“Yes! As I have said previously, often dancers come back even better, more aware and stronger. Time off allows you the chance to learn more about your body and to focus on aspects of your dancing that you don’t normally have the time to work on. Turnout often increases, too, because rather than gripping and overdoing it, with rest hips are able to relax and free up a lot more. Once you learn how to isolate your true turnout muscles in each position, you will feel much stronger, yet freer, in the hips.

Currently in dance training there is little periodization through the year. Ours is one of the only sports without an off-season, and we’re expected to perform at 150 percent all the time. Time off, or periodized training, allows the body some deep resting time, meaning proper recovery and the chance to come back with much more enthusiasm, strength and endurance. 

Often, when we are not able to dance, it really reaffirms our love for it and how much we want to do it. Some people go the other way and question why they’re even doing it, but many come back with a renewed focus, determination and dedication for where they want to go. That’s one of the biggest psychological benefits of enforced rest – it makes us really look at why we dance, where we want to go and how willing we are to do the work to get there. Often when people come back after a challenge they are far more focused and progress much more quickly.”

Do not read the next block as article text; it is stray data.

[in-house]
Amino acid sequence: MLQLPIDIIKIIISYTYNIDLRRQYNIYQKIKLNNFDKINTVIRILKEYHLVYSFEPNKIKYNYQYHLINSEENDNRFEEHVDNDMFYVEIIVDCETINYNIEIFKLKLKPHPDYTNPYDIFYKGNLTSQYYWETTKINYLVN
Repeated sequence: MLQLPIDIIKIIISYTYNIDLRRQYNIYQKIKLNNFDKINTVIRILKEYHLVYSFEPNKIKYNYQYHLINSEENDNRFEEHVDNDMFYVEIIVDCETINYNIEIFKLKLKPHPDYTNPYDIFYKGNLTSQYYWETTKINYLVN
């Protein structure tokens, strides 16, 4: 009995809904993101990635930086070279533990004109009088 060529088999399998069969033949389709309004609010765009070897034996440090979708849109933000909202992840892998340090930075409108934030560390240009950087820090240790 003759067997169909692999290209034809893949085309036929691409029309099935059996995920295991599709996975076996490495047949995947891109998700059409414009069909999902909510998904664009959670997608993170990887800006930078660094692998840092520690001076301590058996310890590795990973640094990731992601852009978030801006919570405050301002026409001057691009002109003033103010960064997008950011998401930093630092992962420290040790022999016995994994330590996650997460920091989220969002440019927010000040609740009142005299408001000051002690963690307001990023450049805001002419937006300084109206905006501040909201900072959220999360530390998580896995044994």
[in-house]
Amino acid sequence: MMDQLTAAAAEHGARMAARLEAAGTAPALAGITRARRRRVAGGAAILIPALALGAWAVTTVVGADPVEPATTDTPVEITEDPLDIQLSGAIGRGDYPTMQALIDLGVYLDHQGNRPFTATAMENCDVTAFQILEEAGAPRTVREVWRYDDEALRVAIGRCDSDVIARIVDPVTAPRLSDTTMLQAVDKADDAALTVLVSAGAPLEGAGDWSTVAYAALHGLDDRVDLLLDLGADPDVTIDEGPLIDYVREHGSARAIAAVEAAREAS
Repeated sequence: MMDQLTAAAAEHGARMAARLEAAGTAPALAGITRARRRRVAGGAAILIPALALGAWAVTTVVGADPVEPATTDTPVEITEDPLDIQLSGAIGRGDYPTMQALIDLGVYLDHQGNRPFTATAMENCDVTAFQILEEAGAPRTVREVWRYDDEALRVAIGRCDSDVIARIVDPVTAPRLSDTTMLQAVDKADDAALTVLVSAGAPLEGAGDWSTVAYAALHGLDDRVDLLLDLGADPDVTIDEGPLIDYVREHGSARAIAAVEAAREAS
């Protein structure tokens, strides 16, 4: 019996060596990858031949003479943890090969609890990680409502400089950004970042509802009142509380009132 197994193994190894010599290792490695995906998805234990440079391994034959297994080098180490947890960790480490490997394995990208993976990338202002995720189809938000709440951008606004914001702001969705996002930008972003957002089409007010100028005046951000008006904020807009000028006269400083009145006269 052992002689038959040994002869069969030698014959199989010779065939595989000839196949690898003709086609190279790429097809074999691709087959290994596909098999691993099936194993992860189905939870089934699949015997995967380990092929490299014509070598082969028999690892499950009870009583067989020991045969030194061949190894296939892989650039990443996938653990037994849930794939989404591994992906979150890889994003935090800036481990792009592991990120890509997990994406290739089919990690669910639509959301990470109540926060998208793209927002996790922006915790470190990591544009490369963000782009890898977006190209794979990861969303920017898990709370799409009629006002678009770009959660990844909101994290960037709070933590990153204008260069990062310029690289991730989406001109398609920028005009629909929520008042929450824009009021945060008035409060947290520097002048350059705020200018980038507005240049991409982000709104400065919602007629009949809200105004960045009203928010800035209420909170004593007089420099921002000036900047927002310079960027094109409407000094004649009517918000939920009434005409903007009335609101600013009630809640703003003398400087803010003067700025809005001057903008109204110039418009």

I’m worried that I’m going to get behind if I take time off. How can I avoid this?

“A lot of dancers will avoid reporting an injury because they’re scared of having to take time off. But ‘resting’ doesn’t have to mean ‘doing nothing’. It’s all about relative rest. If there are structures that need rest in order to heal, it’s only those parts that need to rest. If you have a stress fracture in your foot, that’s only one bone in your foot, there’s 98 percent of the rest of your body that can still be trained. You’ll often notice far greater improvements in the rest of your body if you continue to train them safely. Injuries like stress fractures happen over time, so time off will allow you to fix the issues that contributed to the injury, which will accelerate your performance and development.

You should spend about 50 percent of the hours you would normally be training doing rehabilitation-style exercises. So, if you’re in full-time ballet, dancing 25-30 hours a week, you should be doing about 15 hours of rehab a week. That level of intense rehabilitation has to have a positive effect on your entire body. Combine this with cardio training, research into character development of your repertoire pieces, learning about anatomy, and exploring your own choreography. There are so many things you can dive into at this time that will make you a much better dancer. 

Don’t be afraid to report an injury. Deal with the issues as they come, as it’s much easier to fix with the first symptoms than waiting until they get out of hand.”